On this date in Ohio State football: Sept. 21, 1996

Ray Stein
Buckeye Xtra
Pepe Pearson ran for 103 yards and three touchdowns in Ohio State's rout of Pittsburgh. [Dispatch file photo]

Taking a look back at a game Ohio State played on this date:

Ohio State 72, Pittsburgh 0

Setup: Say what you will about how John Cooper’s Ohio State teams failed to finish their seasons, and the numbers do not lie. But his unsightly records against Michigan and in bowl games were more excruciating because of the Jenga towers the Buckeyes were able to construct early in the season. Coop was a veritable Mr. September, guiding Ohio State to a 30-1 record in that month over his final 10 seasons. Never were Cooper’s ninth-month superpowers more evident than in 1996, when a team needing to replace Heisman Trophy-winning running back Eddie George, receiver Terry Glenn and quarterback Bobby Hoying burst out of the gate like a rabbit on a rail. The Buckeyes opened the ’96 season with a 70-7 win over a Rice team coached by a seriously chapped Ken Hatfield, then had a week off before hosting Pittsburgh. Seventh-ranked Ohio State was a heavy favorite, but would the Buckeyes be caught sleeping on the Panthers with a rematch at Notre Dame a week later? Short answer: no.

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Stars: George’s replacement, Pepe Pearson, rushed for 103 yards and three touchdowns, and his backup, Joe Montgomery, bulled his way to 109 yards, all in the second half. The two-headed quarterback combo of Stanley Jackson (94 yards and a touchdown) and Joe Germaine (8 of 8 for 139 yards and two TDs) was solid. And freshman receiver David Boston showed his promise with three scores.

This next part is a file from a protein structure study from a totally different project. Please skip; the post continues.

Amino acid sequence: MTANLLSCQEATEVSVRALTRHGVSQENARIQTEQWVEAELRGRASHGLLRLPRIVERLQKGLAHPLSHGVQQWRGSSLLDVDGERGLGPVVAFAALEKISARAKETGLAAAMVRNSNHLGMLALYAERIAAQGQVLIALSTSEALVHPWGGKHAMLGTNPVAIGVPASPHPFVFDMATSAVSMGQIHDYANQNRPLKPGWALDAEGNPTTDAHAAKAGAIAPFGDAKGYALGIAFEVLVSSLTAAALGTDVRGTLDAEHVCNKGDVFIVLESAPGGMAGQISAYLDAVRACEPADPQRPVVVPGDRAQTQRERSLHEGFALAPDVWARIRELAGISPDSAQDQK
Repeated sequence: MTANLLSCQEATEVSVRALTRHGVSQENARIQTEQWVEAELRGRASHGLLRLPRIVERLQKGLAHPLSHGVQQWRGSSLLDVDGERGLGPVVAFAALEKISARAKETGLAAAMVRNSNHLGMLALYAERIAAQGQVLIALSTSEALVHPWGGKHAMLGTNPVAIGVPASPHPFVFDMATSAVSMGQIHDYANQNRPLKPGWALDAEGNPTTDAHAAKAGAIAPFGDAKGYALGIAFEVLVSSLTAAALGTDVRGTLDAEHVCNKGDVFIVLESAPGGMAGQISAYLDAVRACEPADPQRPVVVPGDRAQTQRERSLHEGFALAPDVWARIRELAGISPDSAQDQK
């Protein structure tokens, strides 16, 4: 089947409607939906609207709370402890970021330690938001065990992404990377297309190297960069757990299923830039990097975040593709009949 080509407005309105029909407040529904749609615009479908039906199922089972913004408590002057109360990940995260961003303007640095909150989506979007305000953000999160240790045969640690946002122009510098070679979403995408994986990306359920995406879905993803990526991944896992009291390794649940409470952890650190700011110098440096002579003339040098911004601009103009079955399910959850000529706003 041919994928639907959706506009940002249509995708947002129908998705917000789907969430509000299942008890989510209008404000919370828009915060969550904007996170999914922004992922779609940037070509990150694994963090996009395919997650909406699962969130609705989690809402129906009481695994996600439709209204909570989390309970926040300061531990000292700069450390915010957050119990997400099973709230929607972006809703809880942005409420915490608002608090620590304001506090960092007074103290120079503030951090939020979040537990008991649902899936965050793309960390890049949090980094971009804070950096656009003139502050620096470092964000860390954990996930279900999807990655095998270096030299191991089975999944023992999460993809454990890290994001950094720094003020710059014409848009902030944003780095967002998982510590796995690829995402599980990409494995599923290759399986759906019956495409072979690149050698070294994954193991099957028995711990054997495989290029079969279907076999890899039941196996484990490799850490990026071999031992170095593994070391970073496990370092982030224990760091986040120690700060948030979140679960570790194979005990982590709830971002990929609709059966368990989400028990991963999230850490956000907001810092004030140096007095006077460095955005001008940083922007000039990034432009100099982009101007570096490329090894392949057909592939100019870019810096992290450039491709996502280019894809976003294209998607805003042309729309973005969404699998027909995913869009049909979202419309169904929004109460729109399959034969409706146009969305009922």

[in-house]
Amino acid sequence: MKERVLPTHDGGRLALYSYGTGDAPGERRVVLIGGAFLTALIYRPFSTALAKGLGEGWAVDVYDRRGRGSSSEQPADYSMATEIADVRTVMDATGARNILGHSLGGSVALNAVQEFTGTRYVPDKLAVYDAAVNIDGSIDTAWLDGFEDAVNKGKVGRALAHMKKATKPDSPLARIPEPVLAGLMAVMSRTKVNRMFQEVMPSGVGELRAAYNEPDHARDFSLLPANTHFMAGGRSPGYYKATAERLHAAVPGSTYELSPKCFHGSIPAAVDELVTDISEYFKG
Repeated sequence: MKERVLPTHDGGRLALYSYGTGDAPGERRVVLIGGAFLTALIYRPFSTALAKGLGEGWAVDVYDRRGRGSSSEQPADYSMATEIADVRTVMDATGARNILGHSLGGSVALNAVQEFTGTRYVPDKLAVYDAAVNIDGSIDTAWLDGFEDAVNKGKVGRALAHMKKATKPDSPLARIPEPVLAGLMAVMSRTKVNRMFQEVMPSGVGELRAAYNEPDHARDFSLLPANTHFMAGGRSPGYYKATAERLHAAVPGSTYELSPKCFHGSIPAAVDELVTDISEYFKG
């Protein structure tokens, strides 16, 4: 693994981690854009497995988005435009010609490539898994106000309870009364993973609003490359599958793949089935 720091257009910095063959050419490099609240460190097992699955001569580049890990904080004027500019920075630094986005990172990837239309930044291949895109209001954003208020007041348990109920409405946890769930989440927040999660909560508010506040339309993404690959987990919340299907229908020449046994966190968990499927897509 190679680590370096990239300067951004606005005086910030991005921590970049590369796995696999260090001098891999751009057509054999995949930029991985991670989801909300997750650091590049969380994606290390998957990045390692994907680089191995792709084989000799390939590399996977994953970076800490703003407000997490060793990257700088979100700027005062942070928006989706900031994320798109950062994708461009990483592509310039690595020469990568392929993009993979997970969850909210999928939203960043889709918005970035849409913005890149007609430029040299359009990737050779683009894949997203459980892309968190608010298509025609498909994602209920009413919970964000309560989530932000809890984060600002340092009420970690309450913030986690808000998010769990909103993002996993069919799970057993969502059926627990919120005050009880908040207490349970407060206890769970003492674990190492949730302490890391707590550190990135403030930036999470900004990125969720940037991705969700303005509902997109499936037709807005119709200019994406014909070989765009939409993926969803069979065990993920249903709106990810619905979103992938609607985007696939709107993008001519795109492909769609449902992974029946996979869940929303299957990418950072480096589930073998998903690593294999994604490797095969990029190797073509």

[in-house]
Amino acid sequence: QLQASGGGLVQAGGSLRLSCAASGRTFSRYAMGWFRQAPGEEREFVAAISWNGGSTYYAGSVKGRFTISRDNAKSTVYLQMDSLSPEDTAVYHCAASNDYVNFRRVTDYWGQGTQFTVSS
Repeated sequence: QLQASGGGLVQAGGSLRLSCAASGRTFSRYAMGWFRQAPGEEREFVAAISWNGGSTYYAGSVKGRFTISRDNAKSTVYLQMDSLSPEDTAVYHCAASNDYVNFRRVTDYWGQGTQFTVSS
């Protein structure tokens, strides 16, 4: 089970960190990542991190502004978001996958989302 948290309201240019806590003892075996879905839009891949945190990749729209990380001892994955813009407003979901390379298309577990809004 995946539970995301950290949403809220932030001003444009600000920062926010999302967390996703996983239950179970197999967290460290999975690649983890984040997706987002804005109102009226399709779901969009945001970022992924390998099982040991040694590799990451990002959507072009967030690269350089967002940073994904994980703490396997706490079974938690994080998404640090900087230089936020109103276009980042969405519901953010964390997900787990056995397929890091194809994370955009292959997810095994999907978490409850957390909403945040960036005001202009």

Turning point: Is there one in a 72-0 game? OK, if you must. After Pearson finished Ohio State’s first drive with a 16-yard scoring run, the Buckeyes forced a punt that never was because of a high snap, and OSU took over at the Pitt 10. Two plays later, Pearson scooted in from 9 yards out to make it 14-0. The Buckeyes would end up scoring on their first 10 possessions and did not attempt a pass in the second half.

Impact: Is it a coincidence that the schools haven’t played since? The ’96 game was the last of a four-year home-and-home in which the Buckeyes won all four and outscored Pitt 216-45. Beyond that, Ohio State in 1996 would handle Notre Dame and win its first 11 games for the second year in a row and enter the Michigan game with a shot at a national title. Let’s just leave it there for now, shall we?

Quotable: “Are we that good? Are they that bad? We’re probably not as good as we think we are, and Pitt is probably not that bad.” — Cooper

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